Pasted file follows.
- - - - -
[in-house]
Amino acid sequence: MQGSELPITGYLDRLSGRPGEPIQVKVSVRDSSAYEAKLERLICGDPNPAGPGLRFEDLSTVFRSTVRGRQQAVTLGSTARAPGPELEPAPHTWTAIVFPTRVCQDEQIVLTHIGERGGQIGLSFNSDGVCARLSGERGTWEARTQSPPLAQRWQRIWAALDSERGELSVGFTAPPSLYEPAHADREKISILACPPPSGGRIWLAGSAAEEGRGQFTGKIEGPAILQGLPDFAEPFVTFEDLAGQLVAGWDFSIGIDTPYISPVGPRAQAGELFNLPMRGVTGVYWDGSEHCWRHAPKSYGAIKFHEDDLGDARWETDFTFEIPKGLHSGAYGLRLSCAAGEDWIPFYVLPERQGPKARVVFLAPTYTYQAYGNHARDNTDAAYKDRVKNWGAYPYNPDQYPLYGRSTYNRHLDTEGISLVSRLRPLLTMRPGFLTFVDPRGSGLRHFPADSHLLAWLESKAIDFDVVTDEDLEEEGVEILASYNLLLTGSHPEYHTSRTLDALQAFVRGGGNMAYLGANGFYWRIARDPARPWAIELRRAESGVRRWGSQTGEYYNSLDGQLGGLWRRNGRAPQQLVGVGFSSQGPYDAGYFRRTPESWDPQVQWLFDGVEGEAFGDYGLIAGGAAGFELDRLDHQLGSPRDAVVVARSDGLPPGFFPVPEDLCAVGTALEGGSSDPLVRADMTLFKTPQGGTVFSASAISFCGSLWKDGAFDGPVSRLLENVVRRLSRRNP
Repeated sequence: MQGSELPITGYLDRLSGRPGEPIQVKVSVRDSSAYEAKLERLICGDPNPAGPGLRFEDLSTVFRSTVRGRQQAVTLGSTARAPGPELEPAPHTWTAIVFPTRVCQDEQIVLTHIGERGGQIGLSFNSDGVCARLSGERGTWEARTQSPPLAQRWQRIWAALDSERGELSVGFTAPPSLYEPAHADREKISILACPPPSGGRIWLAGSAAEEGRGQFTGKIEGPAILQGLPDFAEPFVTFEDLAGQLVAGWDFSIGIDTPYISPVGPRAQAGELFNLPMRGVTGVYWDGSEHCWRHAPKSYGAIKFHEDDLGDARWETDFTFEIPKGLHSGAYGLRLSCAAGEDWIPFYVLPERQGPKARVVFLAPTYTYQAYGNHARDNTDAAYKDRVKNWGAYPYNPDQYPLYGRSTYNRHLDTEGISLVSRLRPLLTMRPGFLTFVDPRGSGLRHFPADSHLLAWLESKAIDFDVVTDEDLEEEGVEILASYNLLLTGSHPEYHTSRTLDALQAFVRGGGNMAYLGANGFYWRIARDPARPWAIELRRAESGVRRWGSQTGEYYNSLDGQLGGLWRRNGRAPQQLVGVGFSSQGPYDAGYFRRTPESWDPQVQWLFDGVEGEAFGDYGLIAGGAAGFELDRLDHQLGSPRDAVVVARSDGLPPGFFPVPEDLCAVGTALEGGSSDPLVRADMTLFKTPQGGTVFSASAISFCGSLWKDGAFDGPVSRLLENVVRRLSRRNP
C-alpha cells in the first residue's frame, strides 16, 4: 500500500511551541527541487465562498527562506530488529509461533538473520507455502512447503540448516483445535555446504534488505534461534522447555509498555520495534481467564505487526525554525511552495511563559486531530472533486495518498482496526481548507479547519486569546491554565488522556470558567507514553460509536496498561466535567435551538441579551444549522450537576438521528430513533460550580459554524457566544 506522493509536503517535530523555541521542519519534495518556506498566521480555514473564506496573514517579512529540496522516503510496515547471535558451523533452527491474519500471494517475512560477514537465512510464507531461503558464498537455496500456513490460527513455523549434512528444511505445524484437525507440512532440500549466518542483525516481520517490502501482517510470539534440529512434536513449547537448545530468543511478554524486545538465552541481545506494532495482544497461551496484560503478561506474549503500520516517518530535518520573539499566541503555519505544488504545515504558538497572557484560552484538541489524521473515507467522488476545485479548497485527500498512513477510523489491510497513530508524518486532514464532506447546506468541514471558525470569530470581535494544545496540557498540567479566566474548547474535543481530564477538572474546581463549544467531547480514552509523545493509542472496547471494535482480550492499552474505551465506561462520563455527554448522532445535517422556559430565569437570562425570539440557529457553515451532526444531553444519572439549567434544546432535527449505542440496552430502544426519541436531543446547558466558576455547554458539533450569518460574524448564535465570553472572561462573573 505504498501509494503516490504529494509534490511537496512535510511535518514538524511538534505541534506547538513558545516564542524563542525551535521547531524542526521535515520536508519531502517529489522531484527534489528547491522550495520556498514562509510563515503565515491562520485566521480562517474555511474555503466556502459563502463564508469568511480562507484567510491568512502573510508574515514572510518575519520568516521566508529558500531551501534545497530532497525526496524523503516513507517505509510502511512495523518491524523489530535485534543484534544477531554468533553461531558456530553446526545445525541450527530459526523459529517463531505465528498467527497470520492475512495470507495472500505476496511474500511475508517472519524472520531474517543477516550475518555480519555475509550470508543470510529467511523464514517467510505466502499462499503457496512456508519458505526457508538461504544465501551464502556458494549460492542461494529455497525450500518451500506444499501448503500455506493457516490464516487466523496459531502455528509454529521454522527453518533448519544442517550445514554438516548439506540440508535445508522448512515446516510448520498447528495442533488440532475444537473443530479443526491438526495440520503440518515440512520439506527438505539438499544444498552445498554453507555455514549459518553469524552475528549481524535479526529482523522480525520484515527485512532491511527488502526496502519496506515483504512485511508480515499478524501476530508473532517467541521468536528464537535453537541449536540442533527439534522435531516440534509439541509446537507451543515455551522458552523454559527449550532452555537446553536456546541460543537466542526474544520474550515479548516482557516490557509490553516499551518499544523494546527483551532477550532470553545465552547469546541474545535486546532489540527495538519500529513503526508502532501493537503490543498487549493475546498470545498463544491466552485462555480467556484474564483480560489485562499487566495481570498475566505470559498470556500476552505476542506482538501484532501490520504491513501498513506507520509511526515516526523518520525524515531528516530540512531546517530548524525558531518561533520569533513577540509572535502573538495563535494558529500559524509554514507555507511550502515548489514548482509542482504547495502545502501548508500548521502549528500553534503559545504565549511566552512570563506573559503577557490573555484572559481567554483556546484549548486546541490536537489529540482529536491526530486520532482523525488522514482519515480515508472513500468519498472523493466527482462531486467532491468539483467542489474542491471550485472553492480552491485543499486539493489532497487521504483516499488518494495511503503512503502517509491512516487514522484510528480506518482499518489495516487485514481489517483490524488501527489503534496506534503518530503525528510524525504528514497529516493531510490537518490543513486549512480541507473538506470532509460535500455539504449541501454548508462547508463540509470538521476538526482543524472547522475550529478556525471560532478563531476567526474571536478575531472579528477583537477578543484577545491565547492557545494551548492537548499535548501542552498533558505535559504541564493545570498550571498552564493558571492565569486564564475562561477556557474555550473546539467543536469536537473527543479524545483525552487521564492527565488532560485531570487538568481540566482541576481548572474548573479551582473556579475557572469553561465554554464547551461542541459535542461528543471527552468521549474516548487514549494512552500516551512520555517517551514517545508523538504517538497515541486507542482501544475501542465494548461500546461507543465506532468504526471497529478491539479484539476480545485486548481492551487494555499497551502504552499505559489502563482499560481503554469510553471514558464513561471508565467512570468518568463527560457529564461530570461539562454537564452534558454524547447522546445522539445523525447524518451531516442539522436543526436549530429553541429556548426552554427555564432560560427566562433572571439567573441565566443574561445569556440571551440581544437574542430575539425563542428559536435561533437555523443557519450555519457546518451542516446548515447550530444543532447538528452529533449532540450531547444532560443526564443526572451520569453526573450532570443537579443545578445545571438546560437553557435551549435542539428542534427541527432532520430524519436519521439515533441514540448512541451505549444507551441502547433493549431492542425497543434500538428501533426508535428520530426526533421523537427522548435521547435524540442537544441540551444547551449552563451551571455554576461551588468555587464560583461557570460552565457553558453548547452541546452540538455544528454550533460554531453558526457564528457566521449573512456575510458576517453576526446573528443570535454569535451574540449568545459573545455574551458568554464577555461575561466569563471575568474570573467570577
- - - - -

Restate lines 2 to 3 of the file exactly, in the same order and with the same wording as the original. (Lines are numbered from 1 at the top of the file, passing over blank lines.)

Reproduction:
Amino acid sequence: MQGSELPITGYLDRLSGRPGEPIQVKVSVRDSSAYEAKLERLICGDPNPAGPGLRFEDLSTVFRSTVRGRQQAVTLGSTARAPGPELEPAPHTWTAIVFPTRVCQDEQIVLTHIGERGGQIGLSFNSDGVCARLSGERGTWEARTQSPPLAQRWQRIWAALDSERGELSVGFTAPPSLYEPAHADREKISILACPPPSGGRIWLAGSAAEEGRGQFTGKIEGPAILQGLPDFAEPFVTFEDLAGQLVAGWDFSIGIDTPYISPVGPRAQAGELFNLPMRGVTGVYWDGSEHCWRHAPKSYGAIKFHEDDLGDARWETDFTFEIPKGLHSGAYGLRLSCAAGEDWIPFYVLPERQGPKARVVFLAPTYTYQAYGNHARDNTDAAYKDRVKNWGAYPYNPDQYPLYGRSTYNRHLDTEGISLVSRLRPLLTMRPGFLTFVDPRGSGLRHFPADSHLLAWLESKAIDFDVVTDEDLEEEGVEILASYNLLLTGSHPEYHTSRTLDALQAFVRGGGNMAYLGANGFYWRIARDPARPWAIELRRAESGVRRWGSQTGEYYNSLDGQLGGLWRRNGRAPQQLVGVGFSSQGPYDAGYFRRTPESWDPQVQWLFDGVEGEAFGDYGLIAGGAAGFELDRLDHQLGSPRDAVVVARSDGLPPGFFPVPEDLCAVGTALEGGSSDPLVRADMTLFKTPQGGTVFSASAISFCGSLWKDGAFDGPVSRLLENVVRRLSRRNP
Repeated sequence: MQGSELPITGYLDRLSGRPGEPIQVKVSVRDSSAYEAKLERLICGDPNPAGPGLRFEDLSTVFRSTVRGRQQAVTLGSTARAPGPELEPAPHTWTAIVFPTRVCQDEQIVLTHIGERGGQIGLSFNSDGVCARLSGERGTWEARTQSPPLAQRWQRIWAALDSERGELSVGFTAPPSLYEPAHADREKISILACPPPSGGRIWLAGSAAEEGRGQFTGKIEGPAILQGLPDFAEPFVTFEDLAGQLVAGWDFSIGIDTPYISPVGPRAQAGELFNLPMRGVTGVYWDGSEHCWRHAPKSYGAIKFHEDDLGDARWETDFTFEIPKGLHSGAYGLRLSCAAGEDWIPFYVLPERQGPKARVVFLAPTYTYQAYGNHARDNTDAAYKDRVKNWGAYPYNPDQYPLYGRSTYNRHLDTEGISLVSRLRPLLTMRPGFLTFVDPRGSGLRHFPADSHLLAWLESKAIDFDVVTDEDLEEEGVEILASYNLLLTGSHPEYHTSRTLDALQAFVRGGGNMAYLGANGFYWRIARDPARPWAIELRRAESGVRRWGSQTGEYYNSLDGQLGGLWRRNGRAPQQLVGVGFSSQGPYDAGYFRRTPESWDPQVQWLFDGVEGEAFGDYGLIAGGAAGFELDRLDHQLGSPRDAVVVARSDGLPPGFFPVPEDLCAVGTALEGGSSDPLVRADMTLFKTPQGGTVFSASAISFCGSLWKDGAFDGPVSRLLENVVRRLSRRNP